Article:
The ACMA

Anti-spam

Ensuring you don't spam

Trans-Tasman allies extend agreement to fight spam

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The trans-Tasman fight against the scourge of spam has been bolstered following a renewed and expanded alliance between the Australian Communications and Media Authority and the New Zealand Department of Internal Affairs (NZDIA).

Under a revamped Memorandum of Understanding (MoU), the two organisations have committed to assisting each other in their respective Anti-Spam responsibilities. This includes sharing intelligence about phishing activity and malware.

‘Spam, phishing and malware are problems that don’t pay attention to national borders. Increasingly, the only way to tackle these problems is through co-operation between countries,’ said ACMA Chairman, Chris Chapman.

‘The new agreement lifts the already close cooperation between New Zealand and Australia on spam and cyber security matters to a new level.’

NZDIA’s General Manager of Regulatory Services, Maarten Quivooy, said phishing campaigns and malware delivered through spam continues to be an increasing challenge for regulatory authorities.

‘Enabling the agencies to share intelligence, techniques and tools for combatting spam, as well as sharing information on phishing and malware delivered through spam demonstrates the close working relationship between the two regulators.’

Malware is malicious software that gives unauthorised access to a computer, or causes damages or disruption to computer-based systems. Spam is one of the main methods used to propagate malware, and malware is also frequently used to send spam around the globe. The Australian Cyber Security Centre reported that malware was the predominant cybercrime threat affecting Australians in 2014.

Phishing uses fraudulent emails that appear to come from legitimate businesses to fool recipients into divulging personal information. Scammers may use victims’ information to steal money from their accounts, impersonate their identity, extort money from them and undertake other criminal activities.

In 2015, Australian victims of phishing scams have reported financial losses of more than $850,000 to Scamwatch. New Zealand’s online safety organisation, NetSafe, reports monthly on common digital challenges that cause financial and emotional harm to New Zealanders.

Under the revamped agreement, the ACMA and the NZDIA will also share techniques and tools for countering spam. The ACMA already shares its own Spam Intelligence Database enforcement and analytical software with the Department.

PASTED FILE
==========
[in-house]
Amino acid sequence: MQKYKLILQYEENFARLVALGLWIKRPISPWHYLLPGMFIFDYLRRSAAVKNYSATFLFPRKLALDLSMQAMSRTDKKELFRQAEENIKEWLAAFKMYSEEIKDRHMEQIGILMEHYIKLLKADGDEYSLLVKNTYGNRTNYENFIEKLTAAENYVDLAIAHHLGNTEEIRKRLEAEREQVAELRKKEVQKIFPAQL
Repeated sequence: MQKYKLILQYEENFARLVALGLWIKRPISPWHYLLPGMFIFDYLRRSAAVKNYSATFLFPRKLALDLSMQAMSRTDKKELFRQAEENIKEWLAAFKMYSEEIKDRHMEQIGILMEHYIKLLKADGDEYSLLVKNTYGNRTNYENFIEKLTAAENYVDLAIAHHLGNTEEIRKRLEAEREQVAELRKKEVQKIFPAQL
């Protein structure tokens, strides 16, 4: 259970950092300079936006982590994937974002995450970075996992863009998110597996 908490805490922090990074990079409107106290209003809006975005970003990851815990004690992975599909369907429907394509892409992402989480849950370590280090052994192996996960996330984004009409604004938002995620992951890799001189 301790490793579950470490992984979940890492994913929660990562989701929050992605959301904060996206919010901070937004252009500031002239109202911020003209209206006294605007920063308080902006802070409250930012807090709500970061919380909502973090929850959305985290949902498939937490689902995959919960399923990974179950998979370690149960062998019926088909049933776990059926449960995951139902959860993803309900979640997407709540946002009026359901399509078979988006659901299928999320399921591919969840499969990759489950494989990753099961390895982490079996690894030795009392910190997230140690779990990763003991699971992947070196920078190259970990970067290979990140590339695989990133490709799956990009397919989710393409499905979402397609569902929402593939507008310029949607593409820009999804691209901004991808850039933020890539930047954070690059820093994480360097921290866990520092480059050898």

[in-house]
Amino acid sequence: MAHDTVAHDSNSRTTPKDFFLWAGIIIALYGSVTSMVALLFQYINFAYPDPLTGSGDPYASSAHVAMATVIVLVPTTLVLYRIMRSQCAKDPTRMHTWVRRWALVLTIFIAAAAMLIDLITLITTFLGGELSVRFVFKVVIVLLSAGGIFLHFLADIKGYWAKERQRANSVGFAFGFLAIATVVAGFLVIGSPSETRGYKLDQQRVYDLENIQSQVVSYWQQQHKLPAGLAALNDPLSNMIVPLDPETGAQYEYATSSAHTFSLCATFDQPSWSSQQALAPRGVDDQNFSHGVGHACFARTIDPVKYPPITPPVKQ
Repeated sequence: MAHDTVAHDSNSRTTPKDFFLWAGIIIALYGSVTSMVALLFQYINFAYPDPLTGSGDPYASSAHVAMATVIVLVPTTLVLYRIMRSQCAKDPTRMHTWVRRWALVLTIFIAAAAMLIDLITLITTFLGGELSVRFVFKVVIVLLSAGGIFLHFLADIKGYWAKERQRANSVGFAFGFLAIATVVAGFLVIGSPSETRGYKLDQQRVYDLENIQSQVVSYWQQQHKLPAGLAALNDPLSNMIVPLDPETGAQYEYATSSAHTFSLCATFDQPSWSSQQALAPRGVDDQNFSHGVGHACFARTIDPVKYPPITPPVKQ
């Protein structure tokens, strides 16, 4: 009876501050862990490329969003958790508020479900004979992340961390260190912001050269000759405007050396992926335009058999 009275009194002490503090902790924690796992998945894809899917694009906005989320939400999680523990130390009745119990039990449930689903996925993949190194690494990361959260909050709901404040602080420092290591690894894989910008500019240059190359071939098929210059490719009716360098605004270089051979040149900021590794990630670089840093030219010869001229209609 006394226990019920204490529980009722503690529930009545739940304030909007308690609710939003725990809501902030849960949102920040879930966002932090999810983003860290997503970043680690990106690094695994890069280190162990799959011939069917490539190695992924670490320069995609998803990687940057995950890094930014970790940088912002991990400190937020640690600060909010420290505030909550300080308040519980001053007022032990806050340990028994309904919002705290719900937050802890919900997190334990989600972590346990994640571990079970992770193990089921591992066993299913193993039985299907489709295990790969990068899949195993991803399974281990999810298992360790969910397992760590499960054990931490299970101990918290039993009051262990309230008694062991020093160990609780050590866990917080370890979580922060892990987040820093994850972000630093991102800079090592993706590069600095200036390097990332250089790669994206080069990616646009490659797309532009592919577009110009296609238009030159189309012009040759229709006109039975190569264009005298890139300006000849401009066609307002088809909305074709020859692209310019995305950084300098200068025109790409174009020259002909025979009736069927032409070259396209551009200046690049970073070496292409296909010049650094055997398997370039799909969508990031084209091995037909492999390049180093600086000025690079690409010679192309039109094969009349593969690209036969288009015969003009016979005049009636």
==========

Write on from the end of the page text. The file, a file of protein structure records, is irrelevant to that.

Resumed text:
The ACMA and NZDIA have a long-established history of successful collaboration in enforcing the spam legislation of both countries.

For more information see the Backgrounder below or to arrange an interview, please contact:

Blake Murdoch, ACMA Media Officer, on (02) 9334 7817, 0434 567 391 or media@acma.gov.au

Trevor Henry, senior communications adviser, Department of Internal Affairs, (04) 495 7211, 021 245 8642 or media@dia.govt.nz 

Media release 7/2016 - 15 February 

Backgrounder

A MoU is a non-binding agreement between two or more parties about how they will work together or share information about a common issue.

MoUs are a formal avenue that many government agencies across the globe use to indicate a common intent and establish a framework for sharing information. They help streamline the provision of information between the signatory organisations.

The ACMA and NZDIA first agreed to a MoU in April 2009. The purpose of the agreement was to facilitate the exchange of information in relation to the spam legislation of both countries.

The revised MoU is based on the original, with some amendments and added enhancements. The new agreement renews the commitment of both agencies to share information and assist each other with spam compliance and enforcement activities. Enhancements include a commitment to mutually share modifications and software enhancements to the ACMA's Spam Intelligence Database, and to share intelligence about phishing activity, malware and botnets.

The renewed MoU has a term of five years.

The NZDIA, through the Electronic Messaging Compliance Unit of its Regulatory Services branch, is responsible for the enforcement of the Unsolicited Electronic Messages Act 2007. The MoU is established in accordance with section 20 of that Act.

Last updated: 15 February 2016

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